Q2. What are the other dreams of Sophie in addition to having a boutique?
Ans. The greatest dream of Sophie is to have a boutique. She wants to be a bit sophisticated and rise above her lower-middle class status. Her other dream is of being an actress as “there’s real money in that”. Moreover, actresses don’t work full time. She can look after her first love i.e. boutique as a side business. She has another option. She can be a fashion designer, and do something sophisticated.
Q3. Why does Jansie say: “Soaf you really should be sensible”?
Ans. Jansie knows Sophie’s family background and financial position. She knows that both of them are earmarked for that biscuit factory. Sophie dreams of big and beautiful things like having a boutique or becoming an actress or a fashion designer. All these things need a lot of money and experience. Sophie has neither of them. So Jansie advises her to be sensible and stop having wild dreams.
Q4. Compare and contrast Sophie and Jansie?
Ans. Sophie and Jansie are classmates and friends but they are poles apart in thinking and temperament. Sophie is an incurable dreamer and escapist. She dreams of big and beautiful things, which are beyond her reach. On the other hand, Jansie is realistic and practical. She knows that they are poor and have to work in the biscuit factory after leaving school. She is well aware that big things require big money and experience, which they don’t have.
Q5. What job is Geoff engaged in? How does he differ from his sister, Sophie?
Ans. Geoff is grown up boy. He left school three years ago. Now he is an apprentice mechanic. He has to travel to his work each day to the far side of the city. He speaks little but listens to his sister’s ‘wild stories’. But he is not a day dreamer like her. He knows the financial limitations of the family. He cautions Sophie against entertaining dreams for a celebrity like Danny Casey.
Q6. Why was Sophie jealous of Geoff’s silence?
Ans. Geoff was almost grown up now. He spoke little. Sophie was jealous of his silence. She knew that when he was not speaking, he was away somewhere. He was out in the surrounding country—in those places she had never been. She wanted to share her brother’s affection.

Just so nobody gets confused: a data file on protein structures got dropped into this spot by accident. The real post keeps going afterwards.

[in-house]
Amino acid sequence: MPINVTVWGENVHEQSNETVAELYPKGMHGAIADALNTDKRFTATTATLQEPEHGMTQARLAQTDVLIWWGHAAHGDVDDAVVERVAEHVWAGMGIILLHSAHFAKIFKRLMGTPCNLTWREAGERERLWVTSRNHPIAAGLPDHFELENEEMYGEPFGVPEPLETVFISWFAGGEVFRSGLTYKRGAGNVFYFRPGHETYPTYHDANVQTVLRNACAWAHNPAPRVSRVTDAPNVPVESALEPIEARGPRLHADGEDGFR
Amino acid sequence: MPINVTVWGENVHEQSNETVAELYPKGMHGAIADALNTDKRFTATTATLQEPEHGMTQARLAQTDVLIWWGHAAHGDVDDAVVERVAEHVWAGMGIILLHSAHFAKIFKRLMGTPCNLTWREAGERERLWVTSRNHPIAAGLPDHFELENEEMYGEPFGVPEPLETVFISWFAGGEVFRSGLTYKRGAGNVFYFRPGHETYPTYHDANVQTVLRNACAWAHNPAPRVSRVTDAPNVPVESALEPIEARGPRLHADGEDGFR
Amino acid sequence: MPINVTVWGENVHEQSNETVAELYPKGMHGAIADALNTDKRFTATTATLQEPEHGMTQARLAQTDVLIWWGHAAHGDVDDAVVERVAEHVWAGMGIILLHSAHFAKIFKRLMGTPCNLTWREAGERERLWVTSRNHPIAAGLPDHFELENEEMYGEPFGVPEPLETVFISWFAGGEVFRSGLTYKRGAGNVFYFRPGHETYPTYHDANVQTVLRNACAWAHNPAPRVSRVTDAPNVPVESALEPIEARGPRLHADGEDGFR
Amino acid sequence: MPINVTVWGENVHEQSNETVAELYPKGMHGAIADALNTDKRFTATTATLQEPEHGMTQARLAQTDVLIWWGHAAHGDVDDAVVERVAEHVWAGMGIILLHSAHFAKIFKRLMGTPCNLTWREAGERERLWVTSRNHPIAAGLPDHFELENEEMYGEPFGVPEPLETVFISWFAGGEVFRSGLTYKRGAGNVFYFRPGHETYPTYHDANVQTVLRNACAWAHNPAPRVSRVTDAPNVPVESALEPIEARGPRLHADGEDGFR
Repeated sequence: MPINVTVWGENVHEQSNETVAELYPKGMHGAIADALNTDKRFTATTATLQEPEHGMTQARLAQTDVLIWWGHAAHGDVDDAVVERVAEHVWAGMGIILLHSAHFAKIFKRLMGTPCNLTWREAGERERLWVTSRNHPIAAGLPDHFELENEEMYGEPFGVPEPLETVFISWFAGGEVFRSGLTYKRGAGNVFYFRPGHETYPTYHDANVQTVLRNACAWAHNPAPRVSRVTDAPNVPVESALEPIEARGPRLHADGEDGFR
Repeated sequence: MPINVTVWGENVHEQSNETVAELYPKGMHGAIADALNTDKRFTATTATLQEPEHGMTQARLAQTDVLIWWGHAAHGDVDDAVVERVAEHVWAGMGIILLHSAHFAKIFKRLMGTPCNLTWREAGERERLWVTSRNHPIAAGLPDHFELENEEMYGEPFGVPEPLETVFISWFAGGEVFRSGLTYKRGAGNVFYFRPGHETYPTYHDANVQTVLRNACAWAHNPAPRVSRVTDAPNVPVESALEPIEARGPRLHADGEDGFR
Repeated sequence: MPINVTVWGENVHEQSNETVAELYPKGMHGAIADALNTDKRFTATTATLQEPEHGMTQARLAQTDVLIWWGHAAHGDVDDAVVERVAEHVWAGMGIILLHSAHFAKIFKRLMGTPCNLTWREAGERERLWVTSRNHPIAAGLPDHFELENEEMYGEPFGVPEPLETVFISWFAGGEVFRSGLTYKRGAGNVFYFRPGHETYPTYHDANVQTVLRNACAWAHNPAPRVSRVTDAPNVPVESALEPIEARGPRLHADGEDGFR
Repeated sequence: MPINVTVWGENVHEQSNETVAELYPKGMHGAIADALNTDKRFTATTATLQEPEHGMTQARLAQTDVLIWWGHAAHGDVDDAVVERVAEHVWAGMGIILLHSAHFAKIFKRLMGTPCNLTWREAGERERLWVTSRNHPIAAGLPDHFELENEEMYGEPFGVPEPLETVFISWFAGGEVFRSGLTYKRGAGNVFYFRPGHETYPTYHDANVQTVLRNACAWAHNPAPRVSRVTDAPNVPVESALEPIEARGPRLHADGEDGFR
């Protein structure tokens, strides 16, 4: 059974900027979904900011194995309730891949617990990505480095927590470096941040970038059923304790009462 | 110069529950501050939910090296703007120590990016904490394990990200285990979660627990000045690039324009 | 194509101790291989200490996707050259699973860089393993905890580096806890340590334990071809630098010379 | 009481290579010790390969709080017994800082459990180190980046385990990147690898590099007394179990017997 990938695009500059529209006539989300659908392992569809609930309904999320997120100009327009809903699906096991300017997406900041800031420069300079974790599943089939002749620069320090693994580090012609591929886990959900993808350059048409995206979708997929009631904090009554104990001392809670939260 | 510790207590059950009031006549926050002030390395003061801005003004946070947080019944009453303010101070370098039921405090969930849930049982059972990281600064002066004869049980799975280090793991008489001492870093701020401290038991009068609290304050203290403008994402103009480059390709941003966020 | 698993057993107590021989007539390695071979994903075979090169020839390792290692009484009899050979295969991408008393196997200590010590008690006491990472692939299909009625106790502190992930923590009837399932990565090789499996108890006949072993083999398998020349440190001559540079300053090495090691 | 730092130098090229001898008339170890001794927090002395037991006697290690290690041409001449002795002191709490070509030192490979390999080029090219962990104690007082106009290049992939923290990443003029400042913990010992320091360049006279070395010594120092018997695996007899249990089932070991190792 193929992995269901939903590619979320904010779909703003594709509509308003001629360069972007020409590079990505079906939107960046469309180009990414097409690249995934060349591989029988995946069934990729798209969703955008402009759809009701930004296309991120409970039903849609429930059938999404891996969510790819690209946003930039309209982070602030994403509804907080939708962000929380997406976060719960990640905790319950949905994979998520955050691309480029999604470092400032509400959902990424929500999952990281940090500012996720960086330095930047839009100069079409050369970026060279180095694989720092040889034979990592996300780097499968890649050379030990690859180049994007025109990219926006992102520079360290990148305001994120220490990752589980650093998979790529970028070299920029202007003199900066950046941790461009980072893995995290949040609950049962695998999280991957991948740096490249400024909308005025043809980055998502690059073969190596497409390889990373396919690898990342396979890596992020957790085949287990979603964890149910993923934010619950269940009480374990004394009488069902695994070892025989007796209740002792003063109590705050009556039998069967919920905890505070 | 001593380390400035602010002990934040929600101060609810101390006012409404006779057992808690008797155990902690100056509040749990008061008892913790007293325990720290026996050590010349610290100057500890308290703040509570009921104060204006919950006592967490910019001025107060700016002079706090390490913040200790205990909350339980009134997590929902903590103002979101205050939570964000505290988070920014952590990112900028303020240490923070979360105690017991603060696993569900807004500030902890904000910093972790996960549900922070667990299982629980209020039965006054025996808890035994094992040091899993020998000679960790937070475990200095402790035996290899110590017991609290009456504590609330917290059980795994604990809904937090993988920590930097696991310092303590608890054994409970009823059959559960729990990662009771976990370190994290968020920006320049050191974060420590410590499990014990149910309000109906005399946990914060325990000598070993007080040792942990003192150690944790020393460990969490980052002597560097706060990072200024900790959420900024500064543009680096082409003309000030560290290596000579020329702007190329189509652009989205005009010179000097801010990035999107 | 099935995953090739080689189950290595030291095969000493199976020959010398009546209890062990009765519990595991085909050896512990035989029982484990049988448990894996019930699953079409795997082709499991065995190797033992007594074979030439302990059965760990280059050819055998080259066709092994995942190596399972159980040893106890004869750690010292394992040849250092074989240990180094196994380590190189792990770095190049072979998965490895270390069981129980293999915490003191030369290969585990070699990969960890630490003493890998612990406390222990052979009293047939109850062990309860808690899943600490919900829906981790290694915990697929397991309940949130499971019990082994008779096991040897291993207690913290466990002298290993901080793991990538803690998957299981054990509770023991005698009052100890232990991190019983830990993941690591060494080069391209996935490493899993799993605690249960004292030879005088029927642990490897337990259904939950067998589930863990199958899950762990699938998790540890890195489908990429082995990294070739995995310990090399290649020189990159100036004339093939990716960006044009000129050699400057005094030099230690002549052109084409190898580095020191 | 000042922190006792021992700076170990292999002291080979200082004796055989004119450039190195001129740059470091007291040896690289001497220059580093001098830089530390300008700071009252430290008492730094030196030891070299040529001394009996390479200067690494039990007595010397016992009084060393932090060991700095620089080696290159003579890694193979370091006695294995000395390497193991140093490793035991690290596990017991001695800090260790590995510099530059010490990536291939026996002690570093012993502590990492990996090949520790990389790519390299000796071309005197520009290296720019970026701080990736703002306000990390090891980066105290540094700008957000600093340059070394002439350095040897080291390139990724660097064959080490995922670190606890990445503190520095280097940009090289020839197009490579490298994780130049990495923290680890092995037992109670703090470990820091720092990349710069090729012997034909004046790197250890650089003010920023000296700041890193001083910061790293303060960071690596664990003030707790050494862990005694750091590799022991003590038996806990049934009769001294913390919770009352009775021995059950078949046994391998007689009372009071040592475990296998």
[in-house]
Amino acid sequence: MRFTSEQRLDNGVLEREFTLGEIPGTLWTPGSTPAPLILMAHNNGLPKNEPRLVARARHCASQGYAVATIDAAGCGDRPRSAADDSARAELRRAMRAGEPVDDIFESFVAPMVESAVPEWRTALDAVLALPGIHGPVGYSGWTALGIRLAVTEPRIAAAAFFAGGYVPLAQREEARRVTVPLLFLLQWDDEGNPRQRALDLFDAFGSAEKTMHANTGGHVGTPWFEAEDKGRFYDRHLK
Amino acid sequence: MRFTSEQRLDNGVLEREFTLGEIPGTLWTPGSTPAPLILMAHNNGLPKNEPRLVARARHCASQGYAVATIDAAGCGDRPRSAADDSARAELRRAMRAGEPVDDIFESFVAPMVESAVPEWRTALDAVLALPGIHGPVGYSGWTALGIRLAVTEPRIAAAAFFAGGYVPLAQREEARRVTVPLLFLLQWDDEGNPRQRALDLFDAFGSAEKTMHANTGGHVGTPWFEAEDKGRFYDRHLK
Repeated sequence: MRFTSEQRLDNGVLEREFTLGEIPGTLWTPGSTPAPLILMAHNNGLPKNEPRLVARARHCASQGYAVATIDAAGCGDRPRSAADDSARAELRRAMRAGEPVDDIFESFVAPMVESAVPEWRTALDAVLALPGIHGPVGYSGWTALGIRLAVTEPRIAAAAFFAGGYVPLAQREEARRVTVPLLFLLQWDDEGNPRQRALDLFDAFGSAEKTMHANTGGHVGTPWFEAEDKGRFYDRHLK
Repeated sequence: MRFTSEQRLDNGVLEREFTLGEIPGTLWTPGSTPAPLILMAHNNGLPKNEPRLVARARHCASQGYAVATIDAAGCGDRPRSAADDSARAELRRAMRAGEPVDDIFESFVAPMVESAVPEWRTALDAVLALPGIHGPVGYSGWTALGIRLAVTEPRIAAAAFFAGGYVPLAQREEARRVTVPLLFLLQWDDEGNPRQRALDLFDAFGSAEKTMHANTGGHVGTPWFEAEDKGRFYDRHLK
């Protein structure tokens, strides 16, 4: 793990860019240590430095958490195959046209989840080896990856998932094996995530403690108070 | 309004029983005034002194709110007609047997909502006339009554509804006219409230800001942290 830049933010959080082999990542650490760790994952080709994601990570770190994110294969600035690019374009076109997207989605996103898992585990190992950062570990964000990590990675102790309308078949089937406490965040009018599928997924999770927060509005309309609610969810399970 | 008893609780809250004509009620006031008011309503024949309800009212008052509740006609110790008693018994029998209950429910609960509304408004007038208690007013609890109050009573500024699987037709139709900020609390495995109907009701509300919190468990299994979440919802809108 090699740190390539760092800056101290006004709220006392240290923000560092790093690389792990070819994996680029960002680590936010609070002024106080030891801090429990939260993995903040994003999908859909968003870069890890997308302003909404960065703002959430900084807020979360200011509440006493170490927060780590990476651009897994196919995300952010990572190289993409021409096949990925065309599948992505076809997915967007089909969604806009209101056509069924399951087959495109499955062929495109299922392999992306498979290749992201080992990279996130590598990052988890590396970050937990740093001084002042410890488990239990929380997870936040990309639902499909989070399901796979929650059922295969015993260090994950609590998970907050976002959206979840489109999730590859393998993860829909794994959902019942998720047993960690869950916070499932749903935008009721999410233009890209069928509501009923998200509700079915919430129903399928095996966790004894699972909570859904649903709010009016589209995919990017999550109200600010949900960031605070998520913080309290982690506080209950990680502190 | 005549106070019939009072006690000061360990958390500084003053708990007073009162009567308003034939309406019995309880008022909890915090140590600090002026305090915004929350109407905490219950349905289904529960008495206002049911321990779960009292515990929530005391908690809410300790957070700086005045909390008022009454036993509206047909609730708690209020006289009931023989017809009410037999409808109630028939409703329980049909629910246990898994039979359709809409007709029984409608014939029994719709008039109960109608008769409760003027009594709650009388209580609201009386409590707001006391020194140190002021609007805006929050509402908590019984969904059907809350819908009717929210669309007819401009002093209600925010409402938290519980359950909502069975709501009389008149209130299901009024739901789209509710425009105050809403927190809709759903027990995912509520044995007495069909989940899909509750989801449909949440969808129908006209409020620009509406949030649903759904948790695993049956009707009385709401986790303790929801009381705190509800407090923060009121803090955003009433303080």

Q7. What does Sophie tell Geoff about her meeting with Danny Casey? How does Geoff react to it?
Ans. Sophie tells Geoff that she met Danny Casey. Geoff is surprised. He looks round abruptly and asks ‘where?’ Sophie replies that she met him in the arcade. Geoff can’t believe her. He says, “It’s never true.” He asks her, “What does he look like?” She replies that he has green eyes and is not very tall. Geoff is still not convinced.
Q8. How does Sophie’s father react when Geoff tells him about her meeting with Danny Casey?
Ans. Geoff informs his father that Sophie had a meeting with Danny Casey. He turns his head on his thick neck to look at her in disbelief. His expression is one of disdain. He ignores the news and goes on to talk about Tom Finney. He hopes that Danny will be like Tom Finney one day. When Sophie says that Casey is going to buy a shop, he reacts sharply. “This is another of your wild stories.”
Q9. Who was Danny Casey? How did the members of Sophie’s family react towards him?
Ans. Danny Casey was a young Irish football player. He played for the United. The Irish prodigy could easily dodge the defenders and score goals. Sophie’s father was a football fan. He admired old heroes like Tom Finney and young wonder boy Casey. Geoff had a large poster of United first team squad on his bed room wall. There were three coloured photographs of Casey in the row below it. Every Saturday they went to watch United.